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abstract = "Objective: Gastrointestinal (GI) symptoms are common in patients taking nonselective, nonsteroidal anti-inflammatory drugs (nsNSAIDs) and are often a reason for therapy discontinuation. In osteoarthritis (OA) and rheumatoid arthritis (RA) patients requiring pain control, selective COX-2 NSAID use is typically associated with less dyspepsia than is nsNSAID use. Little is known about NSAID tolerance in patients with gastroesophageal reflux disease (GERD). This study assessed nsNSAID and celecoxib prescription patterns, in particular persistence, in OA/RA patients with concomitant diagnosis of GERD. Methods: An observational study of GERD patients with a diagnosis of OA/RA using two separate databases, the IMS Lifelink Health Plan Claims Database (PharMetrics) and Market Scan Claims Database (Medstat) was conducted. In each database, parallel and separate analyses were performed in adult patients who had their first GERD diagnosis in 2006 and who were subsequently diagnosed with OA or RA in the same year. From this subset of patients, celecoxib-nave and nsNSAID-nave cohorts were identified and patients were selected. Patients with pre-existing GI conditions were excluded from the study. Persistence, measured as time to discontinuation, was evaluated by KaplanMeier survival curves and Cox proportional hazards models. Reasons for discontinuations were not available in these databases. Results: Fewer patients discontinued celecoxib as compared to nsNSAIDs during the 60 days of the first prescription and throughout the entire follow-up period. After adjusting for baseline characteristics, celecoxib patients still had significantly decreased risk of discontinuation as compared to nsNSAID patients (p<0.0001). Replication of these observations in two separate, large patient databases increases the confidence in this study's conclusion. Limitations: Limitations include those inherent to claims data analyses and retrospective review, e.g. these data do not provide clinical information related to reasons for medication discontinuation. Conclusion: In patients with concomitant GERD and OA or RA who require anti-inflammatory treatment, significantly more patients treated with celecoxib were persistent with their treatment than were patients treated with nsNSAIDs.",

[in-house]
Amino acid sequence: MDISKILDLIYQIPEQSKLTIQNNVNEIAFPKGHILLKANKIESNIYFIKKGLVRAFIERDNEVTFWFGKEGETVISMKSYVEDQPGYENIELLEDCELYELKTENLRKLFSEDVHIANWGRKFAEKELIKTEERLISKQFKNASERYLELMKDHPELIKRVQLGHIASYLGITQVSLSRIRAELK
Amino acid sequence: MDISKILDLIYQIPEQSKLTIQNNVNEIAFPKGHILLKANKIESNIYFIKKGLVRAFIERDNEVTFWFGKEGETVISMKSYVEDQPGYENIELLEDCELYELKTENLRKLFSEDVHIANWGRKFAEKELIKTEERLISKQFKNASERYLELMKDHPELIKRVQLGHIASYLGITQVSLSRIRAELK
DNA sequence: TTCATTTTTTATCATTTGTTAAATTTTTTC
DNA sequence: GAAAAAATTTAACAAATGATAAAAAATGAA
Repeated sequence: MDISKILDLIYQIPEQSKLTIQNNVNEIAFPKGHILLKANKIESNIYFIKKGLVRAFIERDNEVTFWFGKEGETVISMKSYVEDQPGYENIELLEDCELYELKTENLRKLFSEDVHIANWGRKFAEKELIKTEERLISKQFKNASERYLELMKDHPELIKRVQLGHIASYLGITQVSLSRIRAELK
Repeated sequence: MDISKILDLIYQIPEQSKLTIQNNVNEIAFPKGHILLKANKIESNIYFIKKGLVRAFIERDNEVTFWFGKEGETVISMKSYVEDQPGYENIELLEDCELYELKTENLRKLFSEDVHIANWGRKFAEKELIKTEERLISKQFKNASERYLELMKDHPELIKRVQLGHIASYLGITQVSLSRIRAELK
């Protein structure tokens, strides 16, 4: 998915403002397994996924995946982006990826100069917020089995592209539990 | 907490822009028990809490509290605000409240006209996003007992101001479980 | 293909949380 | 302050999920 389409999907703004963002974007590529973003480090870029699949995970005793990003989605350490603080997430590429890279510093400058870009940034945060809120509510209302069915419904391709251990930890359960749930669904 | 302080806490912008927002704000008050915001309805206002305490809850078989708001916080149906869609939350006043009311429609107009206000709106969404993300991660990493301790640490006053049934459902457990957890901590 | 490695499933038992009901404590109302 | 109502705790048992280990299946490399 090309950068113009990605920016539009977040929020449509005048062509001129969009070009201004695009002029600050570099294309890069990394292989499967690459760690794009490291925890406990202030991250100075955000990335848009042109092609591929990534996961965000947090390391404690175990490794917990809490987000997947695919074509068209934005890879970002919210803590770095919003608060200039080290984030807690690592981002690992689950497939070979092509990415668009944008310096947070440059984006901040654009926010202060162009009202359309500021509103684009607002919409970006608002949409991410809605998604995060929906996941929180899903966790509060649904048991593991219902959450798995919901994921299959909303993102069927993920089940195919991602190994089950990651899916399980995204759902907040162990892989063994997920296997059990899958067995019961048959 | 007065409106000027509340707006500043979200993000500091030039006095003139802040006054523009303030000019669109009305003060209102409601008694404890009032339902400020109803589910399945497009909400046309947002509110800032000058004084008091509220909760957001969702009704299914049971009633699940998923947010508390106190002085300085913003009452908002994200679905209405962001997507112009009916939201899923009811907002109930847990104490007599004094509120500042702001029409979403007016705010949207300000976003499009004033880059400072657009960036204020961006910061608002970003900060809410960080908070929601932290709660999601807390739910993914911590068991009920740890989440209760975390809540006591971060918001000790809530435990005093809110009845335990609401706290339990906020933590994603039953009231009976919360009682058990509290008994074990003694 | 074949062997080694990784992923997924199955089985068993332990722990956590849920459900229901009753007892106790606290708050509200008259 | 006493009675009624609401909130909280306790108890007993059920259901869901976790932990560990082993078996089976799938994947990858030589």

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AU - Sands, G.

AU - Mardekian, J.

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N2 - Objective: Gastrointestinal (GI) symptoms are common in patients taking nonselective, nonsteroidal anti-inflammatory drugs (nsNSAIDs) and are often a reason for therapy discontinuation. In osteoarthritis (OA) and rheumatoid arthritis (RA) patients requiring pain control, selective COX-2 NSAID use is typically associated with less dyspepsia than is nsNSAID use. Little is known about NSAID tolerance in patients with gastroesophageal reflux disease (GERD). This study assessed nsNSAID and celecoxib prescription patterns, in particular persistence, in OA/RA patients with concomitant diagnosis of GERD. Methods: An observational study of GERD patients with a diagnosis of OA/RA using two separate databases, the IMS Lifelink Health Plan Claims Database (PharMetrics) and Market Scan Claims Database (Medstat) was conducted. In each database, parallel and separate analyses were performed in adult patients who had their first GERD diagnosis in 2006 and who were subsequently diagnosed with OA or RA in the same year. From this subset of patients, celecoxib-nave and nsNSAID-nave cohorts were identified and patients were selected. Patients with pre-existing GI conditions were excluded from the study. Persistence, measured as time to discontinuation, was evaluated by KaplanMeier survival curves and Cox proportional hazards models. Reasons for discontinuations were not available in these databases. Results: Fewer patients discontinued celecoxib as compared to nsNSAIDs during the 60 days of the first prescription and throughout the entire follow-up period. After adjusting for baseline characteristics, celecoxib patients still had significantly decreased risk of discontinuation as compared to nsNSAID patients (p<0.0001). Replication of these observations in two separate, large patient databases increases the confidence in this study's conclusion. Limitations: Limitations include those inherent to claims data analyses and retrospective review, e.g. these data do not provide clinical information related to reasons for medication discontinuation. Conclusion: In patients with concomitant GERD and OA or RA who require anti-inflammatory treatment, significantly more patients treated with celecoxib were persistent with their treatment than were patients treated with nsNSAIDs.